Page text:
The next stage is the "dealing" stage, where your attorney and the prosecutor get together to figure out how to get out of a full-scale trial but still get a conviction on the books.  The defendant, or victim, is offered a deal by the prosecutor, working through the defense attorney, who tells his client that the prosecutor and the judge have agreed to drop the original charge - usually "sale" - if the defendant agrees to plead guilty to a lesser charge - usually "possession."  If possession is the original charge, the reduced charge, or plea, can be "attempted possession" (1-5 years) or, in extreme cases, "use and addiction" to narcotics, which carries a maximum one-year work-house or county jail sentence and is technically a misdemeanor.  The other crimes are all felonies.
    Since the penalty for "sale" or "dispensing" (giving away) marijuana carries a minimum-mandatory 20-year sentence on conviction, few lawyers and few defendants are anxious to take their cases to trial, and a "plea," or "cop-out" ("copping a plea" is another way to put it), can easily be arranged in most cases.  Exceptions are when there is what the prosecutors call "too much publicity" involved, which is weird because they're always the ones who call the papers and generate the publicity in the first place.  But then little of this process makes any objective sense - these people live in a whole weird world of their own.
    The prosecutors and judges are usually amenable to a guilty plea to a reduced charge because they then have little work to do and get a free conviction on the books, which makes them look good in the statistics race.
    Prosecutors hate to dismiss charges in any criminal case because it makes them and the police look bad at year's end - their ideal is a conviction for every arrest.  The more convictions they get, the more efficient they look and the public is more easily convinced that crime is on the rise and the whole business of arrests and prosecutions, probations and jails and paroles is necessary and vital to "law enforcement" and "justice."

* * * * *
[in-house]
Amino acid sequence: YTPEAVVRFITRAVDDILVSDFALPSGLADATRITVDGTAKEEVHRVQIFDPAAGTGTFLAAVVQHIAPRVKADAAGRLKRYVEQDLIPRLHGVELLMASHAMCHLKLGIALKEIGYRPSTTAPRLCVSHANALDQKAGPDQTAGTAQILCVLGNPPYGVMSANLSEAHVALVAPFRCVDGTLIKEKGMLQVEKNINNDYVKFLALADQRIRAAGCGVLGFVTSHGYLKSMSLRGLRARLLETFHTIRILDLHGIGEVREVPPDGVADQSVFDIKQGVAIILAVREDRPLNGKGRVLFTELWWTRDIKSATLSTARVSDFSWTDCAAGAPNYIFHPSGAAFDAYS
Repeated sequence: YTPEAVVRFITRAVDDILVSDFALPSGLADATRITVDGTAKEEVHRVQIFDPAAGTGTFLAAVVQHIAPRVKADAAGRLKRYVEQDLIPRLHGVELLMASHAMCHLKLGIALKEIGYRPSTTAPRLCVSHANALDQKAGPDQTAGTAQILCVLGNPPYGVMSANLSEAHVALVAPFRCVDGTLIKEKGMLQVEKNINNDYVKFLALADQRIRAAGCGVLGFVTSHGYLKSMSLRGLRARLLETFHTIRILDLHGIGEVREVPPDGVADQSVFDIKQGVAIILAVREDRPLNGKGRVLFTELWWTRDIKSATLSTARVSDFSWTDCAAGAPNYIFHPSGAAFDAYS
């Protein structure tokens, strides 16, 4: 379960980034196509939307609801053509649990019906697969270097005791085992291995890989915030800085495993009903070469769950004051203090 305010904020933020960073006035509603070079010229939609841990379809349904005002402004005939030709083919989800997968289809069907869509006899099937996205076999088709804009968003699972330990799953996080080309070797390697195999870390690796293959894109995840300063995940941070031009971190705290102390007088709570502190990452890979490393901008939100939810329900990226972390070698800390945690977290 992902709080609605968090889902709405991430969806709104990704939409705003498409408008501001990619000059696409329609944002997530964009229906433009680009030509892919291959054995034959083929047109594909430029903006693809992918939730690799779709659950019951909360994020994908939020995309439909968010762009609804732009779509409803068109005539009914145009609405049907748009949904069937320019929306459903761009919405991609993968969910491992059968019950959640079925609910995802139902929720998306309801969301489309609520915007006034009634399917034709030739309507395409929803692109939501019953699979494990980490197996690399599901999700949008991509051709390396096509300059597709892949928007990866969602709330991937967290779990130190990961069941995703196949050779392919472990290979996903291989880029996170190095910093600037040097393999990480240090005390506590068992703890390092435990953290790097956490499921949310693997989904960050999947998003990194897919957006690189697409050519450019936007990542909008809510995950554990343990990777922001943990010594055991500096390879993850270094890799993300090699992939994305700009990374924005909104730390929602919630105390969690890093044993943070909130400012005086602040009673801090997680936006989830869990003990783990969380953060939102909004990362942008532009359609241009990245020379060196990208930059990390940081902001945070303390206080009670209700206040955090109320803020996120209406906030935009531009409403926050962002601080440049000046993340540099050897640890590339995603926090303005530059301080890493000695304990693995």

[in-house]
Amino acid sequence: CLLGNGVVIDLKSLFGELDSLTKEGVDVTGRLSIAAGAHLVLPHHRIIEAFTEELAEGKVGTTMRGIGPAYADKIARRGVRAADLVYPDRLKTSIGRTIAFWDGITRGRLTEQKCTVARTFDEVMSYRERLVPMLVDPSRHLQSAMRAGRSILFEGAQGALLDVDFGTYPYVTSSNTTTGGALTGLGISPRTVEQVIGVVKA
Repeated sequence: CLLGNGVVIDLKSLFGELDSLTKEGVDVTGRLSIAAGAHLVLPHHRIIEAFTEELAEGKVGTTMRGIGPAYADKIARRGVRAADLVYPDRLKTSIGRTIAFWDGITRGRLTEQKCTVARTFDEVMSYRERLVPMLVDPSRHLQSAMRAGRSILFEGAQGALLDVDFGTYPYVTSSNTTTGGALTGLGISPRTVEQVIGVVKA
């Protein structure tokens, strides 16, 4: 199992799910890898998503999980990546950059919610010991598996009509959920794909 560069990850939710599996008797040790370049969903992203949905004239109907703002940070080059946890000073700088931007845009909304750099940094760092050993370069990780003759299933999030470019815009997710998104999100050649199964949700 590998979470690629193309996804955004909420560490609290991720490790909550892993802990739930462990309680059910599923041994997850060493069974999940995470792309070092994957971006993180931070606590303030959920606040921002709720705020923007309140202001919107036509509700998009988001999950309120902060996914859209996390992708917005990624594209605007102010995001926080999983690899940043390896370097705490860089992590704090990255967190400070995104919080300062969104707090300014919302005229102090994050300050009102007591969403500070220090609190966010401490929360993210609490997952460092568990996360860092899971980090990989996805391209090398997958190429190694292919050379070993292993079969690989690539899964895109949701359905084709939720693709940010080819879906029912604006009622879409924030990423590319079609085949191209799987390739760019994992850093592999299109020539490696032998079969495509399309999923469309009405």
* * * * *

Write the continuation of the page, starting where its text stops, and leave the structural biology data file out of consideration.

After the plea is agreed upon, the defendant pays his lawyer some more money, gets a haircut and a shave, puts on a suit and tie and goes to accept his sentence.  The magistrate, generally in a haughty, self-righteous mood for this final degradation of the defendant, insists that the victim has made this choice of his own free will, has not been promised leniency by anyone involved, and is truly guilty of the crime he is charged with.  (This gets a little ludicrous when the "crime" is something like "attempted possession" or "addiction to marijuana," but then the whole scene is pretty ludicrous anyway unless you're the unfortunate victim of the hoax.)  After the defendant lies though his teeth with bowed head and shameful demeanor, the judge then gives him a little lecture on morality and sentences him to a term of 2 or 3 or 5 years' probation and a few hundred dollars' court costs, and the defendant goes back to his old way of life.  It gets scary at sentencing sometimes because you never know if the judge is going to follow the official line, as your attorney has told you (and his word is the only thing you have to go on), or if he will throw the whole script out the window and send you away for 10 years.
    I have gone through this travesty of justice twice in my life, although the second time I was also given an additional bonus in the form of six months in the Detroit House of Correction - the judge, an old, decrepit, doddering fool shaking with age and impotence, muttered something to the effect that "he had a plan" and "it will do you good."  He also threw in $300 "court costs," which went with the $2500 "legal fee" which covered my valiant attorney's dealings with the prosecutor and the judge.  As I said, I had intended to fight the case but the lawyer changed his mind after he'd already ripped me off for $1500 and it was two weeks before the scheduled trial date when he announced that we couldn't possibly try to win.